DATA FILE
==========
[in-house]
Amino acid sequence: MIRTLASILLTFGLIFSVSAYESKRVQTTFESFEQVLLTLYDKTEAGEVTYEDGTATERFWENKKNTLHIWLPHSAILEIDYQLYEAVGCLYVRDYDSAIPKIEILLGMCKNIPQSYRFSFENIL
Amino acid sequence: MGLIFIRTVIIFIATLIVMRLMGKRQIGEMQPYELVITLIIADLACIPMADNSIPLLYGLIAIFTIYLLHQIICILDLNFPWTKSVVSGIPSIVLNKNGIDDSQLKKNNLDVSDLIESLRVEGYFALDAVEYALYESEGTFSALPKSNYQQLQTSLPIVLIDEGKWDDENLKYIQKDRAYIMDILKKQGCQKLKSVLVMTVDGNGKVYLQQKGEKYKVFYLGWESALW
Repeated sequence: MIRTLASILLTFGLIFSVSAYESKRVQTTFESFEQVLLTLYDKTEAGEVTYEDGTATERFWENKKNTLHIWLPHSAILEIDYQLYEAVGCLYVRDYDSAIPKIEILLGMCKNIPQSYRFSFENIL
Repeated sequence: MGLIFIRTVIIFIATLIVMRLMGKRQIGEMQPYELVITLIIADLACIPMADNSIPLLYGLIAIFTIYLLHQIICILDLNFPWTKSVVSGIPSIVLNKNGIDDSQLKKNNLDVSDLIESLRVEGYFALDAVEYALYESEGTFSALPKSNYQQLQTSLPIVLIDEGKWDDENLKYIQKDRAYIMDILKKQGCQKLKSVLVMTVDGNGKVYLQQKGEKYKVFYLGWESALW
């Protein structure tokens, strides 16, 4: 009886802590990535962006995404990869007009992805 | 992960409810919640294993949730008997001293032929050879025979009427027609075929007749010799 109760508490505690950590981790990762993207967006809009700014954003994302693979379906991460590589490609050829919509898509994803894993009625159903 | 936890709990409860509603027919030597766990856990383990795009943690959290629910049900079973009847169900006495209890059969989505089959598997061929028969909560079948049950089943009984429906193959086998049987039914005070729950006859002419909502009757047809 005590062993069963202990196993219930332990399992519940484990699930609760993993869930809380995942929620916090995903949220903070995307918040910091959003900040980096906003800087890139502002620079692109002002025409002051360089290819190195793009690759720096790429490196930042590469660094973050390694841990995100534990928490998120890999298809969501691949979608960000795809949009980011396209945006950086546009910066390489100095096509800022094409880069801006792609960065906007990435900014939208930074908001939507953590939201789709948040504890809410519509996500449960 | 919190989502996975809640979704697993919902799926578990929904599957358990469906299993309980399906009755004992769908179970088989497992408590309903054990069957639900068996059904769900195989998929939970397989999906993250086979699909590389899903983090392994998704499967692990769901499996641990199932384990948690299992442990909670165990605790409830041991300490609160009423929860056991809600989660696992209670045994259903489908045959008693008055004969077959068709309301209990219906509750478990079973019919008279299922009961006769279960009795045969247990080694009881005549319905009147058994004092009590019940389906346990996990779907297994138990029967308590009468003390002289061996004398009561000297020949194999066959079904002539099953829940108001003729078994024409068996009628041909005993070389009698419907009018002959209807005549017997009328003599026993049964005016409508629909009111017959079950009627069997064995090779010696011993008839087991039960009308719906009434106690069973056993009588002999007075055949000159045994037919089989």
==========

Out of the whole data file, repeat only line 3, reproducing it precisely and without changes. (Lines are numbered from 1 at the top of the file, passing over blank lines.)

Amino acid sequence: MGLIFIRTVIIFIATLIVMRLMGKRQIGEMQPYELVITLIIADLACIPMADNSIPLLYGLIAIFTIYLLHQIICILDLNFPWTKSVVSGIPSIVLNKNGIDDSQLKKNNLDVSDLIESLRVEGYFALDAVEYALYESEGTFSALPKSNYQQLQTSLPIVLIDEGKWDDENLKYIQKDRAYIMDILKKQGCQKLKSVLVMTVDGNGKVYLQQKGEKYKVFYLGWESALW